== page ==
Culture collections, herbaria, museums and libraries are all critical components of the scientific infrastructure. The consequences to the scientific community of inadequate funding for these resources should be obvious: inadequately characterized and documented biological materials, and inadequate specialized expertise in preservation, maintenance and characterization of biological materials. This could ultimately lead to an accumulation of unrecognized errors appearing in the work of many scientists, either directly or indirectly, and certainly would impinge upon independent verification of data and findings. Moreover, because science builds on other's work, including cultures, unnecessary duplication would occur, resulting in underutilization or squandering of public investment into biological research. Finally, inadequate support of such an important and dynamic scientific infracstructural element could lead to a loss in national technological and commercial competitiveness.

The long-term consequences of inadequate funding to the collections themselves should also be obvious: reduced services, decreased cost-effectiveness, lower quality of product, disgruntled and overworked staff, decline in training of qualified personnel, and finally organizational termination. Research in culture collection technology (information management, rapid identification techniques, large-volume handling, microbial systematics) and its integration with other fields of research (genome science, ecology, molecular evolution, microbial chemistry) has already reached a critically low level in the United States, and the lack of research training opportunities as well as emerging new technology will ultimately accelerate the rate of decline in quality and service that culture collections will be able to provide.

More specifically, if funding is not adequate, genuinely or potentially important strains of microorganisms will be lost. In a user-fee driven collection, important strains which generate few requests, and thus little income, would most likely be discarded, and the opportunity to capitalize on the recent surge of activity in microbial diversity could be missed. Also, we stand the real risk today of losing existing collections held by retiring scientists. One example of this situation is Ellen Simon's valuable and interesting Tetrahymena collection, threatened with extinction as she goes into retirement. Another example might be the Phaff yeast collection, which has provided very valuable key cultures to the brewing industry. This collection was threatened with extinction until Jennie Hunter-Cevera undertook a fund-raising effort to save it. As reported at the NSF/GSA workshop, as some collections must live on ever smaller budgets, they are able to afford only technicians, rather than scientists, to run the collections. Some collections, such as the Drosophila sp. collection, are threatened as there is no one with scientific expertise to oversee the operations. Culture collections could probably give many more significant examples.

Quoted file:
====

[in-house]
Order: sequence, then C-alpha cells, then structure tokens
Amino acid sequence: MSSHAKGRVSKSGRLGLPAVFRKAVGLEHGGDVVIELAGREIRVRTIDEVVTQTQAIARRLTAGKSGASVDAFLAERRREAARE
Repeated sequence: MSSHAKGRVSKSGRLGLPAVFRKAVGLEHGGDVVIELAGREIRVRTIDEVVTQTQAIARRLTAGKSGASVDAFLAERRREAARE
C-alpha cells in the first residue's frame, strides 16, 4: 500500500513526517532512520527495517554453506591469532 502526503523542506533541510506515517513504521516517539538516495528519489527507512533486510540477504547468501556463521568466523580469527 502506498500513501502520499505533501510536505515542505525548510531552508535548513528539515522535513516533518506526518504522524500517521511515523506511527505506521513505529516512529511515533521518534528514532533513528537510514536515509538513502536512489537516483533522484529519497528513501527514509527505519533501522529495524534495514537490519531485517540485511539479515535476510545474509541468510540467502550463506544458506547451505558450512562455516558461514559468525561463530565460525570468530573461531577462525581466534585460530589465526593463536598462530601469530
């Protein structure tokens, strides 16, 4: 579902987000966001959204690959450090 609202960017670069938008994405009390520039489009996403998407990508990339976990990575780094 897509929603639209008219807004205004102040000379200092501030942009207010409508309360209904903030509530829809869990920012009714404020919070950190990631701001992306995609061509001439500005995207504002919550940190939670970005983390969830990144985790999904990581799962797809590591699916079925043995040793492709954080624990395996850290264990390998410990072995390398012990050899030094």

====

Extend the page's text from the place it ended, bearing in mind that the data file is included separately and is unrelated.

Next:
It is the recommendation of the committee that a culture collection study be undertaken, with direct involvement of the culture collections, to get hard figures relating to the numbers of strains lost annually, the numbers of strain requests not filled, and the number and identity of collections threatened with extinction.

3. What should be the basic criteria for selecting certain organisms for public support? What justification can you provide for having Federal funding as a primary source of support for living stock collections?

Culture collections have been developed to provide one or more general functions: (1) to establish repositories of interesting, rare or useful organisms, (2) to provide the research community with a- taxonomic type strains, or b- control/reference strains for experimental use and standardized testing, or c- specialized genetic or clinical strains, and (3) to establish a repository of organisms necessary to permit enablement of patented inventions. Selection criteria for a particular collection thus depend upon the mix of these functions within the collection's intended mission. The basic decisions, though, are based on novelty, taxonomic and physiological significance (i.e., type strains) and anticipated use. Uniqueness is very important. Some collections have wild-type organisms which are unique, or are from special, extreme or endangered environments, which are all valuable. Other collections have genetic stock strains, which are well-characterized, and represent the end points of research which has been supported by Federal grants. These strains can also be very valuable, as their replacement cost is extremely high. The general collections should have an active user community which considers the deposits to be valuable. The collection should have a database or catalog. The collection should have quality control and characterization procedures in place, and the deposits should be well documented.